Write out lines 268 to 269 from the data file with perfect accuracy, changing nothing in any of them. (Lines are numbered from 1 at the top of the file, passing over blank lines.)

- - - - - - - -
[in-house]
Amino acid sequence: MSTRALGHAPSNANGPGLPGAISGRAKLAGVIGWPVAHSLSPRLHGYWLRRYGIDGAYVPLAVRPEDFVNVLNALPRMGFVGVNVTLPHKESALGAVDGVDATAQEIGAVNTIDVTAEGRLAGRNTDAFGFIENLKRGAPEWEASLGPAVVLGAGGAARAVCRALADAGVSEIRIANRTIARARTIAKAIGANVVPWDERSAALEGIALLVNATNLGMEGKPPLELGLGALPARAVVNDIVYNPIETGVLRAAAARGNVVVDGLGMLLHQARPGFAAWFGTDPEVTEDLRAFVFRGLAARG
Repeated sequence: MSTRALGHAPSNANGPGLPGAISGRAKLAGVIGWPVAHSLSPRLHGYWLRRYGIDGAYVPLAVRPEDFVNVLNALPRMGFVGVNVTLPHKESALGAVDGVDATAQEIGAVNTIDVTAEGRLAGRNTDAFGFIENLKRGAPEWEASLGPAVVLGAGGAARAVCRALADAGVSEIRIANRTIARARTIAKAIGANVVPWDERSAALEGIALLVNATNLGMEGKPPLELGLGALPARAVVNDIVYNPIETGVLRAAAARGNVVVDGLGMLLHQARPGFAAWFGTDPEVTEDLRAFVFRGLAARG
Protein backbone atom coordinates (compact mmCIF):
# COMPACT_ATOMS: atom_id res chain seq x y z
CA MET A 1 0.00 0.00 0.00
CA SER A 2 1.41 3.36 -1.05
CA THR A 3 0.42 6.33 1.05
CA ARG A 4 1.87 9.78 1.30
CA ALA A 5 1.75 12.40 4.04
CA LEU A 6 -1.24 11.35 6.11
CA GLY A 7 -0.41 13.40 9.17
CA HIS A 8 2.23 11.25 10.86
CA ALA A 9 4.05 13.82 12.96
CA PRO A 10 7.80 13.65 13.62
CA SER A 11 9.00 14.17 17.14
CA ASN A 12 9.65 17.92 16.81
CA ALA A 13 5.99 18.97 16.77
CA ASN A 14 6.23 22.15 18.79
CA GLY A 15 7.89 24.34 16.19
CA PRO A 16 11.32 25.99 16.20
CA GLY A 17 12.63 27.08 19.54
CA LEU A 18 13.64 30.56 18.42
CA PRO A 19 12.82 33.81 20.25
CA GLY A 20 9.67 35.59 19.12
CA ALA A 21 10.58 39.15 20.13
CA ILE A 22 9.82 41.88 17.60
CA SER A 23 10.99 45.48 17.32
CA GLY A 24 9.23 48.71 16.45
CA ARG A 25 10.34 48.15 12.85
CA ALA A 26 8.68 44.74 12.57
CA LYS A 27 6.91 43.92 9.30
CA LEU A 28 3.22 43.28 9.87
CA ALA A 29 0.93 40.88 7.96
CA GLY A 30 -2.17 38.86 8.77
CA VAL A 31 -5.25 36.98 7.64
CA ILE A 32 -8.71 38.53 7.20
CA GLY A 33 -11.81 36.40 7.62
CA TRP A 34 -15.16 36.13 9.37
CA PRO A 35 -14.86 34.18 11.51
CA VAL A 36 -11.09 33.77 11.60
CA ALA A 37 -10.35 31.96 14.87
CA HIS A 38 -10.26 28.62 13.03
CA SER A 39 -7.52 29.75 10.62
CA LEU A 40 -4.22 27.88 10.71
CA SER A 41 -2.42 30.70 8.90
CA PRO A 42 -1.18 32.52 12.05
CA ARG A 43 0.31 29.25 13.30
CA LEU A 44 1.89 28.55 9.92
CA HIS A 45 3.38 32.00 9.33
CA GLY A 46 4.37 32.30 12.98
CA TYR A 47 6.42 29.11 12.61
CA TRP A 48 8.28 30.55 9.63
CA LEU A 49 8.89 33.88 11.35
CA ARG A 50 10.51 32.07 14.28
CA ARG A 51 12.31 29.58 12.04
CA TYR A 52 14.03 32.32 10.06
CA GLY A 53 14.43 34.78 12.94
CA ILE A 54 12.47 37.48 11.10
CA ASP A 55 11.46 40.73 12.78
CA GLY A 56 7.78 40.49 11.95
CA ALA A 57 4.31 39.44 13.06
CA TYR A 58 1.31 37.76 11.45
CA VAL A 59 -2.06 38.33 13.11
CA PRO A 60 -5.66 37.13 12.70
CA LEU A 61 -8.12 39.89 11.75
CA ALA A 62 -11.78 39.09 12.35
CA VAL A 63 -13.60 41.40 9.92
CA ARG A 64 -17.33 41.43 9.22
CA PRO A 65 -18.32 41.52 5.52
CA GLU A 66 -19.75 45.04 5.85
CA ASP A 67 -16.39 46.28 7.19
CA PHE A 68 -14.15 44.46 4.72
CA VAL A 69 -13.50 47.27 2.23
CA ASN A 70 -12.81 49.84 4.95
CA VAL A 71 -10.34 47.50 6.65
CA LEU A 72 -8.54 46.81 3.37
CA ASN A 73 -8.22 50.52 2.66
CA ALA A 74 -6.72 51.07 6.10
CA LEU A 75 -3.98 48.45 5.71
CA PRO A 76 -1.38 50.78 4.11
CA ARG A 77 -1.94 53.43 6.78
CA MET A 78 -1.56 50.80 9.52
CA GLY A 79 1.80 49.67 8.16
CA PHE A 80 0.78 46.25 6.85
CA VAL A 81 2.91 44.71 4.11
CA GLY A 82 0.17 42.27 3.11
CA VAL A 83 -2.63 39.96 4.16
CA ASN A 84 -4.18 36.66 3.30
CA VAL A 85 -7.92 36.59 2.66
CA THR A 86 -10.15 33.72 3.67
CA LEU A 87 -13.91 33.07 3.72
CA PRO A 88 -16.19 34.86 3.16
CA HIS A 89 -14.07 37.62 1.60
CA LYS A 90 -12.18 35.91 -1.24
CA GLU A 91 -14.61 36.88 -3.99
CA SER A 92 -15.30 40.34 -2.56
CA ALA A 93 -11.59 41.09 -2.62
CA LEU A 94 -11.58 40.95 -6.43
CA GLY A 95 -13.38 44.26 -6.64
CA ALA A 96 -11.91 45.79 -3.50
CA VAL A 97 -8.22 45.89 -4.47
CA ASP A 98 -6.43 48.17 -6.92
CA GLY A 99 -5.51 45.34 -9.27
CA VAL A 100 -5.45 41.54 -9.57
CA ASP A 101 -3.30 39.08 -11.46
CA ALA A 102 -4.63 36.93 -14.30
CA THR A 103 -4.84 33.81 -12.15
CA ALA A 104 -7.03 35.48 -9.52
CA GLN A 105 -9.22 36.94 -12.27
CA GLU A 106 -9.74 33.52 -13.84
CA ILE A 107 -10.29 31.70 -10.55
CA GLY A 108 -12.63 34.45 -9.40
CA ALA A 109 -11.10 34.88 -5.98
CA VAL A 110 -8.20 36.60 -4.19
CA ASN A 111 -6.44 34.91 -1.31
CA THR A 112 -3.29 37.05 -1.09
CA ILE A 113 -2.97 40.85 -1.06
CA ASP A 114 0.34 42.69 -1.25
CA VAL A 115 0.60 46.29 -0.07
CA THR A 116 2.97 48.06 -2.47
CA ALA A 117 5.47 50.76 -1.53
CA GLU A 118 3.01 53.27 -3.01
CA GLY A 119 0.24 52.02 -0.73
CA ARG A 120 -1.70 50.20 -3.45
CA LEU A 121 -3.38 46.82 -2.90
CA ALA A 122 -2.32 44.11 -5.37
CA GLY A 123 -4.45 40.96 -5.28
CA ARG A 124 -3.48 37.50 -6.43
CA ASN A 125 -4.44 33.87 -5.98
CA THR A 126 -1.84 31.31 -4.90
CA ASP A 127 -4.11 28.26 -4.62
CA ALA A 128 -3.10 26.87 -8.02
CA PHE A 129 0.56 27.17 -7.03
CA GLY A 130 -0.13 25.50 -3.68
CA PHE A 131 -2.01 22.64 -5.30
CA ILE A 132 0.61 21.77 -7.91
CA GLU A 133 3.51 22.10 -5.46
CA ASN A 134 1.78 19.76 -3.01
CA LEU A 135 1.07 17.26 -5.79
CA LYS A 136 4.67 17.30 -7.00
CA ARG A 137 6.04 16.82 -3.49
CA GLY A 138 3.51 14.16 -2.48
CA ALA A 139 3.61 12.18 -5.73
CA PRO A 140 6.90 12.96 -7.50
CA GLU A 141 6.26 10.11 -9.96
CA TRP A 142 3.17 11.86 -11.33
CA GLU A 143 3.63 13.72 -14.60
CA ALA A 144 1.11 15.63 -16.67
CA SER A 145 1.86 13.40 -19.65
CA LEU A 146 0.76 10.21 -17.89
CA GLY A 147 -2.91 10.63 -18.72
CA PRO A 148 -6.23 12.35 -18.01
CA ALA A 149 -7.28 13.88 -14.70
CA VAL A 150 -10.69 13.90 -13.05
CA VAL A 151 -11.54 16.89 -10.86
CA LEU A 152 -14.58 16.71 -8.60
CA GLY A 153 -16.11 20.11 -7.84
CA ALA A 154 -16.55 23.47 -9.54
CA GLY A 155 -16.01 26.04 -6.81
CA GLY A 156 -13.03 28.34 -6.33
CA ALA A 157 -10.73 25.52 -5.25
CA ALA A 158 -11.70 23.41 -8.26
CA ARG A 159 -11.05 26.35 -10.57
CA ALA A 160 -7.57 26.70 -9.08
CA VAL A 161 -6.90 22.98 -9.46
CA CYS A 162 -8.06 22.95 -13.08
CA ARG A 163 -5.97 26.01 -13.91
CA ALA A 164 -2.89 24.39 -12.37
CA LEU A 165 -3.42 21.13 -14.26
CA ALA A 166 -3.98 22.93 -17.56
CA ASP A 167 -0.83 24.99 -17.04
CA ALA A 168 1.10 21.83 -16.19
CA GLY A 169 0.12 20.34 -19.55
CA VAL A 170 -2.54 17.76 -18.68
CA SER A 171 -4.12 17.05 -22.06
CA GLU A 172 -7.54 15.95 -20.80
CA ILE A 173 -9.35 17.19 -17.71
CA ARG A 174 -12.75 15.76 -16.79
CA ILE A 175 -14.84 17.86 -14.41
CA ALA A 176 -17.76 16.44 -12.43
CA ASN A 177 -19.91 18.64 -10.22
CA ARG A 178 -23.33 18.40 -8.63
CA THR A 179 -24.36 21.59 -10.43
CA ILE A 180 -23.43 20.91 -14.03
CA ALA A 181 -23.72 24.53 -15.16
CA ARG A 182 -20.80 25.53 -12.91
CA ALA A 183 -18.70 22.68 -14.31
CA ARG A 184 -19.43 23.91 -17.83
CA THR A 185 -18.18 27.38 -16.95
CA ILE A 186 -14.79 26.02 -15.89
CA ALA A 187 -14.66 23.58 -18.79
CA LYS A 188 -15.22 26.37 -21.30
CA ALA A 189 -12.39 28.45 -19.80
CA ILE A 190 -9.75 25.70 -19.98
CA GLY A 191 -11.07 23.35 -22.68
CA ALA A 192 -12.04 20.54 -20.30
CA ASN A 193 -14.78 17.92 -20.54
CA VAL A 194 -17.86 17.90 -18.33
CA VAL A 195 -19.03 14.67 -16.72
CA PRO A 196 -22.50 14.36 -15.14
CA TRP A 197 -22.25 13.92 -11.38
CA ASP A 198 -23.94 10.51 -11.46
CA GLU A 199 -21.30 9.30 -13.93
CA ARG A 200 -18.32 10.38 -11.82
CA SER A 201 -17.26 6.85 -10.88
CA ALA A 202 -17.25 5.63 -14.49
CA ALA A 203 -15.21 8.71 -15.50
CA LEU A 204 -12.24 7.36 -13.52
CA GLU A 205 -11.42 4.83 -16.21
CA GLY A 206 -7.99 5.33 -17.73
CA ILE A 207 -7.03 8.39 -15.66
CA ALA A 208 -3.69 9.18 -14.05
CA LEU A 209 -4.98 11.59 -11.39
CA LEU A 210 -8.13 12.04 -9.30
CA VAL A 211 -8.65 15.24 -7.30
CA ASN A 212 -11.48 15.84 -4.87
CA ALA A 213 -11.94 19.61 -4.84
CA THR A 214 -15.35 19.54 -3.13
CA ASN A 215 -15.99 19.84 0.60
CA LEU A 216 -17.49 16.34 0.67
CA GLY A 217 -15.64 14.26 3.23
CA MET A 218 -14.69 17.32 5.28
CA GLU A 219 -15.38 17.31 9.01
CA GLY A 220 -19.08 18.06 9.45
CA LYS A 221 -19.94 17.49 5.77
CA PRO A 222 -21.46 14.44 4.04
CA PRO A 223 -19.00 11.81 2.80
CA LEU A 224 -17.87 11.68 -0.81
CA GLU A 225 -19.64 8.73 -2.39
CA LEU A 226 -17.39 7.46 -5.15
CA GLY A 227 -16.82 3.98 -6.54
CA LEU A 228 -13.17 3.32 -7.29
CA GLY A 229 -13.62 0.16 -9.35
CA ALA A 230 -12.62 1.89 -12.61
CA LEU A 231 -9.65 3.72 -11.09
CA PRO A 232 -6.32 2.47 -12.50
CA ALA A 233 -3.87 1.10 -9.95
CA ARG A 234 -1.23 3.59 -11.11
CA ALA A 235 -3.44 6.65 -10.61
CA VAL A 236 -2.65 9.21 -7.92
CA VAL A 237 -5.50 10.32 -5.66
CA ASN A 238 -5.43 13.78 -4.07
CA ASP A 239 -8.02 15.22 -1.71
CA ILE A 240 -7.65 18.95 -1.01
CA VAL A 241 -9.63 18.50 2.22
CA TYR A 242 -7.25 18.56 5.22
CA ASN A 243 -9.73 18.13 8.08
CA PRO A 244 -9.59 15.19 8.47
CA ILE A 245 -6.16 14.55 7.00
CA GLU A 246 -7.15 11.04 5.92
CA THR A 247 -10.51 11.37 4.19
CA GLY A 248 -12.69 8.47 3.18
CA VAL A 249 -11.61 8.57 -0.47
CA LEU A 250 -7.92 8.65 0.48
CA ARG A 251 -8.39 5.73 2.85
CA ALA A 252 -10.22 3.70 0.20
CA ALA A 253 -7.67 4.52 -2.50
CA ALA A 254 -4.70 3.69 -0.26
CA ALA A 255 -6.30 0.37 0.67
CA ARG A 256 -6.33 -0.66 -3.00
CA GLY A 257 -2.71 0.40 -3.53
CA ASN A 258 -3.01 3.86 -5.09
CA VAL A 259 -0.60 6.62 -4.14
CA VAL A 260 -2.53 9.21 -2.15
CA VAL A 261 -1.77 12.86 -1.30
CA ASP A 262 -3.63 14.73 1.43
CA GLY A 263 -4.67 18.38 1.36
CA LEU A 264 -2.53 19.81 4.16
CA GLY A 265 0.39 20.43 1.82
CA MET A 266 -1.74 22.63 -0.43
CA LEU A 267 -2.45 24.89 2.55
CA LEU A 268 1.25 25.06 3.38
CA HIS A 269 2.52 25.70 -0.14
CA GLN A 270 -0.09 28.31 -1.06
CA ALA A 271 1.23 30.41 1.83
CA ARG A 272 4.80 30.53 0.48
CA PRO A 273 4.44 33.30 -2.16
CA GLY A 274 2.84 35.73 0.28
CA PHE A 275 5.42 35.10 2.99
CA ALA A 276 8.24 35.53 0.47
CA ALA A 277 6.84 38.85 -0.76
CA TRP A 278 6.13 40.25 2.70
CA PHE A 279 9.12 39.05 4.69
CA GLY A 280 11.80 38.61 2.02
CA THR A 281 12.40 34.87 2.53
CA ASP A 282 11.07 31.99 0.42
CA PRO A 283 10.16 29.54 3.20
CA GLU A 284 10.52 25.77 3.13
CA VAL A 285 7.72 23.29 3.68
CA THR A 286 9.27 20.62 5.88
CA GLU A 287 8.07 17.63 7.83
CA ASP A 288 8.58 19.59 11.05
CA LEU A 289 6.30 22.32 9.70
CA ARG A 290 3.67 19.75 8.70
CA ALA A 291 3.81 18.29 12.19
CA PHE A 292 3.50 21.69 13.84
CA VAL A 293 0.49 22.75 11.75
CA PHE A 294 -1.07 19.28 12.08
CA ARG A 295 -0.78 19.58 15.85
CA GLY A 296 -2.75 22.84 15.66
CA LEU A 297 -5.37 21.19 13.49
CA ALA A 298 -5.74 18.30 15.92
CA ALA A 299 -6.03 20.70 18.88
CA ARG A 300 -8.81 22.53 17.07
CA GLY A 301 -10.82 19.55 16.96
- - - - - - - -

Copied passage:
CA GLY A 263 -4.67 18.38 1.36
CA LEU A 264 -2.53 19.81 4.16